This is a very creative mix of fractured fairy tale and writing mentor text that I think would be a fun addition to my classroom library. Little Red is a pencil in Pencil School and she has been given an assignment to write a story. She travels through the pages of this school, dealing with the perils and pitfalls of story-writing: overuse of verbs and adjectives, run-on sentences, and straying off the story path. Then she has to face the biggest danger of all: the Wolf 3000 pencil sharpener. The story is very clever, but I think in the attempt to make an allegory of the writing process that includes lots of grammar and usage elements, the book might be a bit confusing for elementary students.
This picture book is hilarious! The authors imagine a crazy conversation between Yankee Doodle and his pony as an explanation for how the famous song came about. The pictures along with the text will have readers of all ages smiling. I think it would be fun to use this as an opportunity for students to imagine the origins of other traditional stories and songs.
This is a cute picture book that has a great message about saving and sharing. Lola never saves anything: she eats her lunch before they even leave for the zoo, she uses up all the film in her camera right away, and she spends all of her pocket money so she can't afford the toy she wants to purchase. She has a really sweet older brother that helps her learn how to save.
This is a fun rhyming story that teaches about fractions. Fractions are a difficult concept for many of my students. This book with a cute story about Miss Bloom and her Strawberry Inn and terrific illustrations would be a great one to share at school.
This adorable story was Deborah Freedman's picture book debut and it's an awesome way to spark creativity and imagination in young readers. Emma draws a very detailed picture of Princess Aurora sleeping and waiting for true love's kiss. Her younger sister, Lucie draws a big picture of a cat, which Emma says doesn't look anything like a cat and that she should make triangle ears for it. Lucie gets angry and scribbles all over Emma's princess drawing. While Emma is off to tell on her, some magical happens that will captivate all readers. According to the title page, the illustrations were created using pencil with watercolors, Magic Markers, and digital coloring. This would be a great book to have in my classroom library!
This is a fun picture book that is a terrific play on The Night Before Christmas. This family of four is packing everything into the car for their summer vacation. Young readers will have a great time finding out if anything gets left behind!




  1. Thank you for the recommendations on Booked and The Wild Robot. I was peeking at both at an indie book store last week. I also appreciate your work with the picture books. This summer I'm trying to read a stack a week. I've bookmarked this post for later reference. Thanks!

  2. Spunky looks like one I could read to my dog, and the dollhouse one... I was such a Rumer Godden fan when I was younger and always coveted doll houses. I'm getting more students who want to read about soccer, so Booked will be popular.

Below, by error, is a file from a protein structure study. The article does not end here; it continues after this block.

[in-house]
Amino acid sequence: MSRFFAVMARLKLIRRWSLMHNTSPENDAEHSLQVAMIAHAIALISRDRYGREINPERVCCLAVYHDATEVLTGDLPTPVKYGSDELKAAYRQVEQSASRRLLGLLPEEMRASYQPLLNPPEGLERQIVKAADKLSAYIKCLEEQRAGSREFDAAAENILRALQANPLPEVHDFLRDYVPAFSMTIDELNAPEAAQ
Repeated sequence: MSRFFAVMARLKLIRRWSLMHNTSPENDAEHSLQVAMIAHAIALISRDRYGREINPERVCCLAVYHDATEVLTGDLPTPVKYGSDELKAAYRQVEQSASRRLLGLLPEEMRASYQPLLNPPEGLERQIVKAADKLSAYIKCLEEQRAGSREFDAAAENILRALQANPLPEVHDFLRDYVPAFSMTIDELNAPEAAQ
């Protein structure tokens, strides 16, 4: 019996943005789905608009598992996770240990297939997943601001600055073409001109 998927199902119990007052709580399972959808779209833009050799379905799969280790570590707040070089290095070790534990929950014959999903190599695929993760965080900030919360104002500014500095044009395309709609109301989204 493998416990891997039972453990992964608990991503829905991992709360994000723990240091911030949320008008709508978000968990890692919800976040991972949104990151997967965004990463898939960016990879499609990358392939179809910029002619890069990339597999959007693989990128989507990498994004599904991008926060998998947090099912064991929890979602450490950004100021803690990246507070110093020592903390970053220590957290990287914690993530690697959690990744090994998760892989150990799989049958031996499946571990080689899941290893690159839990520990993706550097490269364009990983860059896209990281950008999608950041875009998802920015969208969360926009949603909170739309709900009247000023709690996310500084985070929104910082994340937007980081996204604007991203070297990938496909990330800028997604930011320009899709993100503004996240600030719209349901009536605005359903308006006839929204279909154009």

3. Wow! What a great stack of picture books. As a new chicken owner, I must find Ninja Chicks. I hope my girls are half that brave.

  4. Wow impressive reading this week. We have Jennifer K. Mann coming back to our store for Sam and Jump. She's great!

  5. Wow, lots of great picture books. Some I know & some I've noted! I like what you shared about "What James Said" Jana. It sounds like a great book to start a good conversation. Thanks for reminding about The Wild Robot-still need to read it!

  6. Oh wow, where to even start? The books on this list I've read, I loved. The books I haven't, I can't wait to pick up! We turned Battle Bunny into a library activity, where the kids reworked discarded library books into new creations - lots of fun!

  7. I just finished On Bird Hill a few minutes ago and really enjoyed it.

    I love Battle Bunny. I buy a bunch of old Little Golden Books from the used bookstore and offer my students extra credit if they want to Battle Bunny their own book. Many discover that it's a lot harder than it looks! (Which is why it's extra credit)

  8. Yowza! Where to start? I loved Booked and Battle Bunny. I got Battle Bunny on inter-library loan and the librarian actually thought it had been vandalized. Crankee Doodle is a favorite read aloud. We Came to America seems very timely.

  9. Your list was never ending! I can't wait to share some of these titles with my new class - like Battle Bunny and the Fairy Tale Comics. Impressive reading this week!

  10. I finished Booked recently too. I enjoyed it, but I think The Crossover is better. I in part because of the family dynamics and the multiple levels of meaning the title reflected. You have a good list of picture books for me to check out. Thanks. :)

  11. I love that Green City was inspired by such recent headlines, and the author's note about his personal connection to the story was particularly moving.
    And how can you go wrong with Battle Bunny?